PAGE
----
Tuesday, January 25, 2011

Fantastic Four – “Three”

Review by Paul Steven Brown

Fantastic Four
Issues #583 – 587

(Warning: Spoilers for the big death in Fantastic Four #587 below.)

For about a year and a half, Jonathan Hickman has been writing one hell of a Fantastic Four. As I stated in a previous article, Hickman has been able to build on tonal shift that Mark Millar implemented on the book previously, and has made this the best run on the title since Mark Waid wrote it back in ’03 and ’04. With the “Three” arc the writer has been able to pay off several ideas that he has set up since starting on the title.

Of course, the big news is the death of Johnny Storm, the Human Torch. The Torch has never been my favorite member of the group, but he is a major part of the greater pantheon of Marvel Superheroes. There’s also the ever-present notion that this death, like all other comic book deaths, is temporary. I don’t really mind, as long as we get some good stories before his inevitable resurrection.

Death isn’t anything new to the Fantastic Four. Reed Richards (Mr. Fantastic) was killed off in the mid ‘90s and returned after a while. Ben Grimm (the Thing) died briefly during Mark Waid’s run. Even Mark Millar had a storyline titled “Death of the Invisible Woman” that ended with the demise of a Sue Storm from the future. Johnny’s number was going to get called at some point, I guess.

Leading up to and during “Three”, Hickman was very skillful in make sure the conditions were appropriate for the end result. The FF has always been at their best when all four members were working together. They have the right combination of powers and personalities to meet and defeat just about any threat. This meant that Hickman needed to divide the group before taking someone out. As a result, Reed was sent across the galaxy, with Galactus no less, to wrap up a plot point that had been hanging around since Millar’s run, Nu-World. Sue continued to her ambassadorial duties, by chairing negotiations between the Lost Atlanteans (from the recent “Prime Elements” arc) and the king of the oceans, Namor, deep below the sea. Needless to say, both situations went to hell. Reed had to evacuate Nu-World before Galactus destroyed it and Sue had to prevent a war between the fish people.

Even though Ben was still hanging out with Johnny, he was depowered by a formula created by the Future Foundation kids, who have been staying with the FF. In the most touching issues of Hickman’s run, #584, we got to see Ben, with the help of Johnny, make the most of his first night a normal human being (well, since the last time he was depowered). Not to be left out, Ben and Johnny had to be thrown into their own life or death situation: stopping a second Annihilation Wave from streaming out of the Negative Zone portal in the Baxter Building. Make things even more complicated, the duo needed to do so, while protecting all of the kids in the FF’s charge.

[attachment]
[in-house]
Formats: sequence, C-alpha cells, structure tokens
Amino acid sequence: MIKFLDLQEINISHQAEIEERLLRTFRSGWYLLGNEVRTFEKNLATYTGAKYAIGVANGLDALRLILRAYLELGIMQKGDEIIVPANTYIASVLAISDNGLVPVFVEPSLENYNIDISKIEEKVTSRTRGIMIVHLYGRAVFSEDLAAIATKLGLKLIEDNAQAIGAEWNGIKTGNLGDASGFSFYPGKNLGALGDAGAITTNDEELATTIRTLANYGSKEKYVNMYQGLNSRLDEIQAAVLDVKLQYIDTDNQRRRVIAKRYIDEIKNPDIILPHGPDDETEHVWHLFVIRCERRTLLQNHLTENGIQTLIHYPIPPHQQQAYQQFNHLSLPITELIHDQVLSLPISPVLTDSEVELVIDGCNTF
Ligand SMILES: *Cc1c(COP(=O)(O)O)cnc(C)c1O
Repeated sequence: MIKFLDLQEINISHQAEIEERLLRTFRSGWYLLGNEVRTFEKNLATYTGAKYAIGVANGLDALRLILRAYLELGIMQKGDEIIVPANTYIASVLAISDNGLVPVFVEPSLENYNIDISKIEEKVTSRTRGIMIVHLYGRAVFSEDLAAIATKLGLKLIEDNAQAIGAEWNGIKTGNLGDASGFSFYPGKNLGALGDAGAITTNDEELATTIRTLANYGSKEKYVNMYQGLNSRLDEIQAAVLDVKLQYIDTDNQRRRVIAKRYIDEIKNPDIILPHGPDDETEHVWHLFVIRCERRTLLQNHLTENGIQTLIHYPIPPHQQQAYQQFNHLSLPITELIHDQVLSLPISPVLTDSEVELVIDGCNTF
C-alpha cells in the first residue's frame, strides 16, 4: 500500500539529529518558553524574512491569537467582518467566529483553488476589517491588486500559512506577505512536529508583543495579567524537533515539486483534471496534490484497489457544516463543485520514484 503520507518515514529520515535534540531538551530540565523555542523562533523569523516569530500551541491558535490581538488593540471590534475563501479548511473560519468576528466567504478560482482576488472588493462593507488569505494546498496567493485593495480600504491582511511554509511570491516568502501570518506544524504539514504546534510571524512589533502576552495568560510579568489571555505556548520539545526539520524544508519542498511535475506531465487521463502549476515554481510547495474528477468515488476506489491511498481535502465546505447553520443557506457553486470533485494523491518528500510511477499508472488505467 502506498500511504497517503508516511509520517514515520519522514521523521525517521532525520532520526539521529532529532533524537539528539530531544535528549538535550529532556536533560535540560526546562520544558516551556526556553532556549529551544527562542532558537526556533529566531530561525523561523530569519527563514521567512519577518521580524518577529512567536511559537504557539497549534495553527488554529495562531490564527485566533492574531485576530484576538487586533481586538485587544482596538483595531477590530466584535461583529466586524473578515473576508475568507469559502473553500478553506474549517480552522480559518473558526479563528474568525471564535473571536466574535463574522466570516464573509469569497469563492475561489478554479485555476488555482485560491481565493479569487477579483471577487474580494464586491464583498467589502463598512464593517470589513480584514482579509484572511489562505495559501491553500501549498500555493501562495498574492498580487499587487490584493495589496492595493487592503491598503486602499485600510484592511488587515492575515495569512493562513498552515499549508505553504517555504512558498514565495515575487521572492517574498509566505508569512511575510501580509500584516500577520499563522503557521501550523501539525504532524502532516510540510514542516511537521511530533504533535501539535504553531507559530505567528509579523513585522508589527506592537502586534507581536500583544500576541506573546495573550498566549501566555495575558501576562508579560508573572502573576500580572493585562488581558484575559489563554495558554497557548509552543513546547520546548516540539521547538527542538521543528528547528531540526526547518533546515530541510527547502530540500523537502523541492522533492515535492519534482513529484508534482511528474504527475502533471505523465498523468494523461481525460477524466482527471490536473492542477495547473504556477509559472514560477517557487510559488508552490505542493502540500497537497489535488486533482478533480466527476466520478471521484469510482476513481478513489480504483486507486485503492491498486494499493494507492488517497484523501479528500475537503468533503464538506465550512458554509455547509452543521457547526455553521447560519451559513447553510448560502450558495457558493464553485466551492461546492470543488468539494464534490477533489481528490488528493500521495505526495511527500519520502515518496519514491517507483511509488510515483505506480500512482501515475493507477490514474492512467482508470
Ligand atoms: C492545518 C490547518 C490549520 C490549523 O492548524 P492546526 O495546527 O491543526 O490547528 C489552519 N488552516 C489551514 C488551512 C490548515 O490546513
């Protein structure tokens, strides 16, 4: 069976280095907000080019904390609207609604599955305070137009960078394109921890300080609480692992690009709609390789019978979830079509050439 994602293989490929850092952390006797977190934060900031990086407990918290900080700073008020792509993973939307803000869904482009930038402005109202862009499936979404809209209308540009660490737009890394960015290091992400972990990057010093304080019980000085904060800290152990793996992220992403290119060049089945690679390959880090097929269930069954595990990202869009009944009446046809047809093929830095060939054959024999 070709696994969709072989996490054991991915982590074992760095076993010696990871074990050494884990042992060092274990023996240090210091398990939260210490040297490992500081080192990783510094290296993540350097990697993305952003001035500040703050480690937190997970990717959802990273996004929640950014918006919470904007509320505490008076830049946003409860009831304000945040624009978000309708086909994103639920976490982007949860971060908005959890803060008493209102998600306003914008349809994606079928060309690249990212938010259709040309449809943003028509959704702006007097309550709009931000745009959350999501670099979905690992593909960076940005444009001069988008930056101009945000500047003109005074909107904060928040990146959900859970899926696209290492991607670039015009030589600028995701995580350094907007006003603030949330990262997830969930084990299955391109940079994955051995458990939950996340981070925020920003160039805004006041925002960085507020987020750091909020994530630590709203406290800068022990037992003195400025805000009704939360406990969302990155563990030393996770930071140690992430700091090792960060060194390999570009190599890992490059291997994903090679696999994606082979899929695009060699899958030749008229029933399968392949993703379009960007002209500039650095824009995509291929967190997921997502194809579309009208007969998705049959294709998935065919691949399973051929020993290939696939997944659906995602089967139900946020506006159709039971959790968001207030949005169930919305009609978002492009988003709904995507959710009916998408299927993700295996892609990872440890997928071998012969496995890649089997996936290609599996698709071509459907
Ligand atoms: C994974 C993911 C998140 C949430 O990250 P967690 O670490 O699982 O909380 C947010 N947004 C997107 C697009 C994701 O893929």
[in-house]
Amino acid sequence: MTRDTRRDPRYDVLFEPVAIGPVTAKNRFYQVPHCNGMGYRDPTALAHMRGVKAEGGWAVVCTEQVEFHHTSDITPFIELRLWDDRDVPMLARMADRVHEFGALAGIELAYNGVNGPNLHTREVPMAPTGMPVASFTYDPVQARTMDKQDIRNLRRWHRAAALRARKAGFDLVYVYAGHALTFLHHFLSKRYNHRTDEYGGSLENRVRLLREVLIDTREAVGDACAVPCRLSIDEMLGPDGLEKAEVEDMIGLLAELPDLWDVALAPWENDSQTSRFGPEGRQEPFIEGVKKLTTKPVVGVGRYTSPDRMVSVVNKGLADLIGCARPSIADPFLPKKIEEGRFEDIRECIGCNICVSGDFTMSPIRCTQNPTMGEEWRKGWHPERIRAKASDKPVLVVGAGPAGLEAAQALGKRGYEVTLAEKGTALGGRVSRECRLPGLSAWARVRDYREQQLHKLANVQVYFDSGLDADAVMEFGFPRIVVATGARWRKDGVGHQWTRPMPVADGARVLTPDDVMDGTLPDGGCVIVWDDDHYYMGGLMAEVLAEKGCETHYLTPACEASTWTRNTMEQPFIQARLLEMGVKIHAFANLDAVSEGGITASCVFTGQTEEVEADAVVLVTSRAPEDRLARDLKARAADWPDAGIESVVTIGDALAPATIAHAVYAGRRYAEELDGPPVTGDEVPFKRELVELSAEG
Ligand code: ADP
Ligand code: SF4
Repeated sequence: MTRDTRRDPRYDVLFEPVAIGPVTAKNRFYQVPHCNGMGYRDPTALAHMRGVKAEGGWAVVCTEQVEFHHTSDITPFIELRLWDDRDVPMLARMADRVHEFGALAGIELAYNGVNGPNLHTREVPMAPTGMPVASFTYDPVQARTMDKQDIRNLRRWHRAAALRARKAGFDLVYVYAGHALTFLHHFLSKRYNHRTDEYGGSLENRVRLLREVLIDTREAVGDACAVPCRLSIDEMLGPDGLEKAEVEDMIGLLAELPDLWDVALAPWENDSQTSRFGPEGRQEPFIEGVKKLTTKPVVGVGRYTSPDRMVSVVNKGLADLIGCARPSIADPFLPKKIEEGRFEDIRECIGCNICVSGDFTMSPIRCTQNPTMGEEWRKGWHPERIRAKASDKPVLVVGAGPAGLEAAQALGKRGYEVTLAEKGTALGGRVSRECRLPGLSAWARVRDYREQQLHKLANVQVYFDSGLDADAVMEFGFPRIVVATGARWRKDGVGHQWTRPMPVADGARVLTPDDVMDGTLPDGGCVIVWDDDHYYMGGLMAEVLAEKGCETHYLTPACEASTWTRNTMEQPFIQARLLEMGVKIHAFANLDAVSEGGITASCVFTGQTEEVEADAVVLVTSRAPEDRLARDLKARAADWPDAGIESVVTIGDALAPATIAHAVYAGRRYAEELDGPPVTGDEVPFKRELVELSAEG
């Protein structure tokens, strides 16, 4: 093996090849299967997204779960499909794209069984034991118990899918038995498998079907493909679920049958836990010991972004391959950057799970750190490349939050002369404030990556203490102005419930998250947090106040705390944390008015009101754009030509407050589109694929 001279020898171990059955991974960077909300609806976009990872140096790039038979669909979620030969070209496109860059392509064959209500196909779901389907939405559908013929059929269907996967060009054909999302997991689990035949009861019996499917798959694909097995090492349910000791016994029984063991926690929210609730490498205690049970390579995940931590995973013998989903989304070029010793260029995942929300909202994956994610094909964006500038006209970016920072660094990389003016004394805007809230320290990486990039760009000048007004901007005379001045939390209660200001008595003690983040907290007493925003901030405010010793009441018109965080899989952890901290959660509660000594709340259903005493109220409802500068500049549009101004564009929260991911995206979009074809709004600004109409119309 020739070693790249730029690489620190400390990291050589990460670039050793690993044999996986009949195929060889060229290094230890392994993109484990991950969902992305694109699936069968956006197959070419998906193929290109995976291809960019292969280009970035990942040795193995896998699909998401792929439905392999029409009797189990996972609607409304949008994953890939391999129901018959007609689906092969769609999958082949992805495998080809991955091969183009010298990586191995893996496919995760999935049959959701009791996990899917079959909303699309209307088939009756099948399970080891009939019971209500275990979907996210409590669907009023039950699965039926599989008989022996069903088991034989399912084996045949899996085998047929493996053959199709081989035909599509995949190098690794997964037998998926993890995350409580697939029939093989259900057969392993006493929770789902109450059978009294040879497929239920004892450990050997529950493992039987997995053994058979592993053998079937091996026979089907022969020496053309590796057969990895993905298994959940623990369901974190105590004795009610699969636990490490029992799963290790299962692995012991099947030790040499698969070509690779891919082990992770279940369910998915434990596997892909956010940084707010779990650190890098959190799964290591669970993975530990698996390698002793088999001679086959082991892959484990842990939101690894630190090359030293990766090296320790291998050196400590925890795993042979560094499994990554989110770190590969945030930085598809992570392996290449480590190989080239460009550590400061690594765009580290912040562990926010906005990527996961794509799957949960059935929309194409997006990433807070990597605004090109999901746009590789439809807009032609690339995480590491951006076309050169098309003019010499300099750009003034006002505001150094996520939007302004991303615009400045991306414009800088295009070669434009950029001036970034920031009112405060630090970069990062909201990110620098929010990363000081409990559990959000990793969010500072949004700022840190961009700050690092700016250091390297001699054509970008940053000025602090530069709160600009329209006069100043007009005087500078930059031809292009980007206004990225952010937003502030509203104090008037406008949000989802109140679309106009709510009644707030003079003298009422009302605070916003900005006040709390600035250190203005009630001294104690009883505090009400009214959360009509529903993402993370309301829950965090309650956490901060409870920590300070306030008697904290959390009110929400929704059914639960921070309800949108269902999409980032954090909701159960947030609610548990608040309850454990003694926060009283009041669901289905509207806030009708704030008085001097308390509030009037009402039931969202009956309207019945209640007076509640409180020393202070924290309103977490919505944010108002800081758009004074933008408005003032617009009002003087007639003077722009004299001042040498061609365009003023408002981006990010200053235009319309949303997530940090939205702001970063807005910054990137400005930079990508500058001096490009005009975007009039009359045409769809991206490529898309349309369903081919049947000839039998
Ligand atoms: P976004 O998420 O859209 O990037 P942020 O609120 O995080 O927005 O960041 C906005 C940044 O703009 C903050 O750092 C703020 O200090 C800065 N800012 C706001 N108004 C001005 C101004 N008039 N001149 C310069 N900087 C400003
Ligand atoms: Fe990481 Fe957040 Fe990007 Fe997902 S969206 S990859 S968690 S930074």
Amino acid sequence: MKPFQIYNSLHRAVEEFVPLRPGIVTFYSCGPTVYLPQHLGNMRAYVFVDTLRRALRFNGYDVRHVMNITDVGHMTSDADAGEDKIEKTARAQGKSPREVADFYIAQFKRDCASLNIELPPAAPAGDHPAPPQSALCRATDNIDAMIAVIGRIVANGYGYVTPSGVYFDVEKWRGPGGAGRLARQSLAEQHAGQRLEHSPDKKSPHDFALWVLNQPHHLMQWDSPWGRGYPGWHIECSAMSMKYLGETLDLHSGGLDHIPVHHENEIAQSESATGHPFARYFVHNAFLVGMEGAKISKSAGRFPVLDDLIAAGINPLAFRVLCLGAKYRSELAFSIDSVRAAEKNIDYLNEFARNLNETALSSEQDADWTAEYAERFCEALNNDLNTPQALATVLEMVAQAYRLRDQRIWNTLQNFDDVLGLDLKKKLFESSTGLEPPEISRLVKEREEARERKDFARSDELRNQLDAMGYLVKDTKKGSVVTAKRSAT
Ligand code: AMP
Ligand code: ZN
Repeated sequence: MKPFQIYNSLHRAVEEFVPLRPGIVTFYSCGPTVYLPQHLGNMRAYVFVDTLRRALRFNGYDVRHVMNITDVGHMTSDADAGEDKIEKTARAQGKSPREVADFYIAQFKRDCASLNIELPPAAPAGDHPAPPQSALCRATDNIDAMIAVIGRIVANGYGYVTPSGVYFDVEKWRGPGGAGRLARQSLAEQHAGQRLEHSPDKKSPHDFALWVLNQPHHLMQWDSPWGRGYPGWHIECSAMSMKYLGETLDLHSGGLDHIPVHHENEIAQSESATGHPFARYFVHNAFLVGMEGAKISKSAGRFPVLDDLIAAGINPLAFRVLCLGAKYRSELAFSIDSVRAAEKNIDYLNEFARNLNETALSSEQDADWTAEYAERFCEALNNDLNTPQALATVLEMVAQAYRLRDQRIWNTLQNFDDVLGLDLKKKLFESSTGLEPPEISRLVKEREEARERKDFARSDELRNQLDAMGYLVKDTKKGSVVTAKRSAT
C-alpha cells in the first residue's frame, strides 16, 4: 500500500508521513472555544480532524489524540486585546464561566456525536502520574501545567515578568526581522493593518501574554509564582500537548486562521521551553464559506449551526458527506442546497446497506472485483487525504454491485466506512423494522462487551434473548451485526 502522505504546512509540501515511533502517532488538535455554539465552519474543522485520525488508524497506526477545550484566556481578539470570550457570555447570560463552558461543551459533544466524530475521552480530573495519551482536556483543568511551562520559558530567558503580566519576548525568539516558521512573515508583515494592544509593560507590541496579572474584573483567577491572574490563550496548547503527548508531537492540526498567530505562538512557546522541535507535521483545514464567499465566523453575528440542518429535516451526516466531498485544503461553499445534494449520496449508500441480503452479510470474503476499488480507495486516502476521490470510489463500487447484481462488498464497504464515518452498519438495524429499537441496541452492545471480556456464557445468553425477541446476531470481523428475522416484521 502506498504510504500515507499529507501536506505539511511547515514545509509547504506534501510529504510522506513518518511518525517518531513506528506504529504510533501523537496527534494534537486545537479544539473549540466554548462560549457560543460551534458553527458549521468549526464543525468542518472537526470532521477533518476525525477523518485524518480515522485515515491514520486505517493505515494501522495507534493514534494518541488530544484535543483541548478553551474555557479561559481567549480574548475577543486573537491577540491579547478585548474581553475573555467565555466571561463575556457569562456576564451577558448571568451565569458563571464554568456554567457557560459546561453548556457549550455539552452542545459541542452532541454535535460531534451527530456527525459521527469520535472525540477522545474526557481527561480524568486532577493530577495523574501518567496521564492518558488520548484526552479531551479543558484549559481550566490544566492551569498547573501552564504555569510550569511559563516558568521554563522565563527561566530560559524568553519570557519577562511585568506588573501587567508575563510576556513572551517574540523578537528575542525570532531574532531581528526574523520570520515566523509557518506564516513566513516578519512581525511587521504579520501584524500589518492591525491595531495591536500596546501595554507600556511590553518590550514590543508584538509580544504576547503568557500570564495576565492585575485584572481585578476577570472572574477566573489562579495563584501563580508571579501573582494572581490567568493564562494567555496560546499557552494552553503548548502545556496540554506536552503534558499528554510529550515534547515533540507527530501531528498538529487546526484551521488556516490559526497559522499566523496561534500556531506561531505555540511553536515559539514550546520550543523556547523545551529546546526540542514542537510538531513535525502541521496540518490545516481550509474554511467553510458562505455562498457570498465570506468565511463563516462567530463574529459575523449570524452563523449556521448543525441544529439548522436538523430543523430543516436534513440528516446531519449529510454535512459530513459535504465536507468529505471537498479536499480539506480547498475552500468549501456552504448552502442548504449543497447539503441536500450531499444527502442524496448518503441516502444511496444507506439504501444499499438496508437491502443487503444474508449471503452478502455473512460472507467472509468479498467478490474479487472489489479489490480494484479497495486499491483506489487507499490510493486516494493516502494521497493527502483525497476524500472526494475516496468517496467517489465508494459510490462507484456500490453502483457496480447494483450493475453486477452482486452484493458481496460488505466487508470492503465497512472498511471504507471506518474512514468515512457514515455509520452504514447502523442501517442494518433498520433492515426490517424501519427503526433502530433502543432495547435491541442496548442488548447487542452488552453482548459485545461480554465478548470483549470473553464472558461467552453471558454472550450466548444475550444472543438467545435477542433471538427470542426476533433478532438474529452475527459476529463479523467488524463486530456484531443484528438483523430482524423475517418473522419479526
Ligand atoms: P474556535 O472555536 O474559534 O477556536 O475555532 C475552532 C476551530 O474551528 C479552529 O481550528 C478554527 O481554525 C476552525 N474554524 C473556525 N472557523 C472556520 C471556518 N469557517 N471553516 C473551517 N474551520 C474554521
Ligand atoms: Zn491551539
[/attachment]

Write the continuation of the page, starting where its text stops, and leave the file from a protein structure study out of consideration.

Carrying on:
Everything came to a head in Fantastic Four #587 (released a day early and sealed in a black plastic with a big blue and white “3” on it). I few weeks ago, I thought it would make for a great twist if “Three” actually meant the number of deaths, rather than survivors. Also, with the Thing popping up in various solicitations and promo ads for upcoming comics, good ol’ Ben looked to be at least one, if not the only, survivor. Early into the issue it was pretty clear that the result would be everyone but Ben, or just Johnny.

Ben and Johnny were placed in the only specified “no win” situation. To close the portal to the Negative Zone, someone had to stay behind. Sue and Reed’s respective predicaments didn’t seem so dire in comparison. Since it was apparent that Ben was going to live, Johnny was certainly going to be the death of the issue. Still, the moments leading up to the Torch’s sacrifice were very emotional and highlighted the strong friendship between Johnny and Ben, made even more sad by the last minute, but too late return of Ben's powers. The Human Torch goes down fighting and we leave crying.

Also worth noting that all five issues were wonderfully rendered by penciler Steve Epting. Epting finds a solid balance between photo realism and classic illustrative work. His style is very indicative of ‘70s Marvel work in the mode of John Buscema and John Romita, while still feeling very modern. Epting has been putting out consistently solid work since the early ‘90s and he’s shown no signs that he’ll won’t in the future.

I also want to acknowledge the wonderful covers by the legendary Alan Davis. He’s been providing them since Hickman’s run began. While I usually prefer that the covers be drawn by whoever is providing the art for the interiors, I’ll take every opportunity I can get to look at Davis’ amazing work.

Next issue of Fantastic Four is supposed to be the last one. In the following month, Jonathan Hickman and Steve Epting will be back with a new series simple called FF. Something tells me that the twelfth issue of that series will be renumbered #600 and the series will be retitled Fantastic Four. 2011 is the fiftieth anniversary year for the Fantastic Four, so I seriously can’t see the team not reappearing by the end of the year.

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